Dra. Sophie Loussouarn (Jules Verne Universitè, Picardie, Amiens, France). Place: Classroom 1 (German Bernarcer building), 25th and 26th October 2017. Subject: English in Economy and Finance
The referendum of 23 June 2016 set the United Kingdom (UK) on a course of departure from the European Union (EU). This event has already proved to be of unsurpassed significance in post-Second World War UK history. The vote immediately produced intense and lasting party political turbulence. It put an end to the career of David Cameron, the Conservative Prime Minister who had called – and lost – the referendum. His Conservative successor at Number Ten, Theresa May, oversaw a significant turnover of Cabinet membership, with Cameron’s closest ally, George Obsorne removed and pro-Brexit figures such as Boris Johnson and David Davis joining. The ‘leave’ vote has created a painful dilemma for the Labour Party in formulating a coherent response to the Conservative exit policy.
The prospect of departure from the EU also raises deeper questions about the way in which the UK is governed. It has raised fundamental questions about where true ‘sovereignty’ lies in the UK constitution. The Article 50 legal challenge engaged questions about the allocation of power between the executive and the legislature, touching upon centuries old tensions involving the extent of the Royal Prerogative. A further uncertainty raised by the referendum has been how popular decision making of this type can be reconciled with principles of representative democracy, especially when prevailing views among many within the political elite are at loggerheads with the outlook of a large section of the public. The legal ramifications of withdrawal from the EU are expansive. European law has, since accession in 1973, occupied a special position within the UK order that is now set to come to an end. Managing this discontinuity is no straightforward task.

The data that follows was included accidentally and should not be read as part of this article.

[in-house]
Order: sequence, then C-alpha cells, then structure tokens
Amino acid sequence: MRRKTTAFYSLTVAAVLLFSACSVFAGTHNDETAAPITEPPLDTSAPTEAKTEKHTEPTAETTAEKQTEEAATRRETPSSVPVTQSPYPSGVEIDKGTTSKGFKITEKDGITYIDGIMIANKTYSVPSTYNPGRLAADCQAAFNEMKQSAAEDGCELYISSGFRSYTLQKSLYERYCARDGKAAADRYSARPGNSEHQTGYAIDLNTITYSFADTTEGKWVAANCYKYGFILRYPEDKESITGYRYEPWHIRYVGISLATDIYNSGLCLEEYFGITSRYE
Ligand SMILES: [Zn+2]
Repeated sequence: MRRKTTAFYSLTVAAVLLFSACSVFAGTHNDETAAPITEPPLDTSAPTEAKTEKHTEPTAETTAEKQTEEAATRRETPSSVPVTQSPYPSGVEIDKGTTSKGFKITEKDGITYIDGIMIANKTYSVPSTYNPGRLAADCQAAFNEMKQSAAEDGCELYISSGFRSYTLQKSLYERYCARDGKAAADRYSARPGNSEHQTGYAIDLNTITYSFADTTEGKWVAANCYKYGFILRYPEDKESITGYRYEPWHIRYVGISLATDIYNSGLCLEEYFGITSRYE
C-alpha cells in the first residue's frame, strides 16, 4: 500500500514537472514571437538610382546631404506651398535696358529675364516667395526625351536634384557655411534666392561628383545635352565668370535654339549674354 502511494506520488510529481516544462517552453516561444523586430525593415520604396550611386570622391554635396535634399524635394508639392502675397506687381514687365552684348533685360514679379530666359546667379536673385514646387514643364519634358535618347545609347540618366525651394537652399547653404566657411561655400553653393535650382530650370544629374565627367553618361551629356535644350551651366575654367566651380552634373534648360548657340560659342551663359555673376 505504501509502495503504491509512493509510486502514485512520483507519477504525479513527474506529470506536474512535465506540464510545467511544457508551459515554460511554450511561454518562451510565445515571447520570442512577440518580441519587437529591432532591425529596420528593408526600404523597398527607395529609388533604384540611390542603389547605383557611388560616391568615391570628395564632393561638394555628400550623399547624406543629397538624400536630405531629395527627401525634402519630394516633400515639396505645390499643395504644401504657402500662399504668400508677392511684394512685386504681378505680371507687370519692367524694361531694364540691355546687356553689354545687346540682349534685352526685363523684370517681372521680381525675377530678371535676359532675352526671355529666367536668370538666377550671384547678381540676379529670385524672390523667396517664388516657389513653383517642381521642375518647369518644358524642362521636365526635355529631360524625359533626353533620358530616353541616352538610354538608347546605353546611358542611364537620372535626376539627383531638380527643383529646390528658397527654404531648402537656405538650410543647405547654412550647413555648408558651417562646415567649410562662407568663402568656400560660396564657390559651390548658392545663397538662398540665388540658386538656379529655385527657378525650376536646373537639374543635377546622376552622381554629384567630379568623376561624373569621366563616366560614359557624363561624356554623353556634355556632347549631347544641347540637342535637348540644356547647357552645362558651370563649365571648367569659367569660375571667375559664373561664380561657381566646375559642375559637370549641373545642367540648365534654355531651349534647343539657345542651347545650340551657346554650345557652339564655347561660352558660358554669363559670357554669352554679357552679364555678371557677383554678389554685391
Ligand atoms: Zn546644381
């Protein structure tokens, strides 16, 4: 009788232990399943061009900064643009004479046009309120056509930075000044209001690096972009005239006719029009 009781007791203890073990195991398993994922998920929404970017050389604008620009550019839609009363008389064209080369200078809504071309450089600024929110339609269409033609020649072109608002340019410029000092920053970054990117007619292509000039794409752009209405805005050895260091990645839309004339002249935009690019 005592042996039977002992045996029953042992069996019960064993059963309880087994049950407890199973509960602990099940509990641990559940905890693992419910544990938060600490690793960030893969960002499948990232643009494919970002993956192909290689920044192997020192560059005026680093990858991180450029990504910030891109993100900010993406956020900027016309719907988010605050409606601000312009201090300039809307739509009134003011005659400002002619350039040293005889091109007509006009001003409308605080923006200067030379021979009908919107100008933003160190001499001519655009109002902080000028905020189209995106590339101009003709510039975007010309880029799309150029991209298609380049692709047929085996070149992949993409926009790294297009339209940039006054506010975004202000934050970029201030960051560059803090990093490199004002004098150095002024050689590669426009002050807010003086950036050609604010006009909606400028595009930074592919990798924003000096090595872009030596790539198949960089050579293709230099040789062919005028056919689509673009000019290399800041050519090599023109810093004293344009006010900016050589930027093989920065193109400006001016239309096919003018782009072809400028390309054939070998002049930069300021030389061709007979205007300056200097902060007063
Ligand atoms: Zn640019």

The vote for Brexit has highlighted and exacerbated cultural, generational and social divisions in the UK polity; between town and country, between the young and the elderly and between graduates and less formally educated people. It could even endanger the unity of the kingdom and the peace process in Northern Ireland. Northern Ireland, Scotland and Greater London voted for Remain while Wales and England chose Leave. The issue of EU membership has raised the possibility of a second referendum on Scottish independence which is now ruled out because the Scottish National Party lost 22 seats in the House of Commons in the general election on 8 June 2017. Furthermore, how will the UK divide its newly repatriated powers between the devolved and central institutions of governance after Brexit? Will it be necessary to move increasingly towards a federal constitutional model, if indeed such a system is applicable to the UK?.
The general election on 8 June 2017 led to further uncertainty and weakened Prime Minister Theresa May. Will she remain Prime Minister until the next general election? Will she be challenged by other Conservative candidates ? Could Jeremy Corbyn become the next Prime Minister of the UK?.
While the domestic implications of Brexit are immense, they are only part of the picture. The decision to cease participation in European integration is a major shift in the external posture of the UK. It has economic, political and security implications.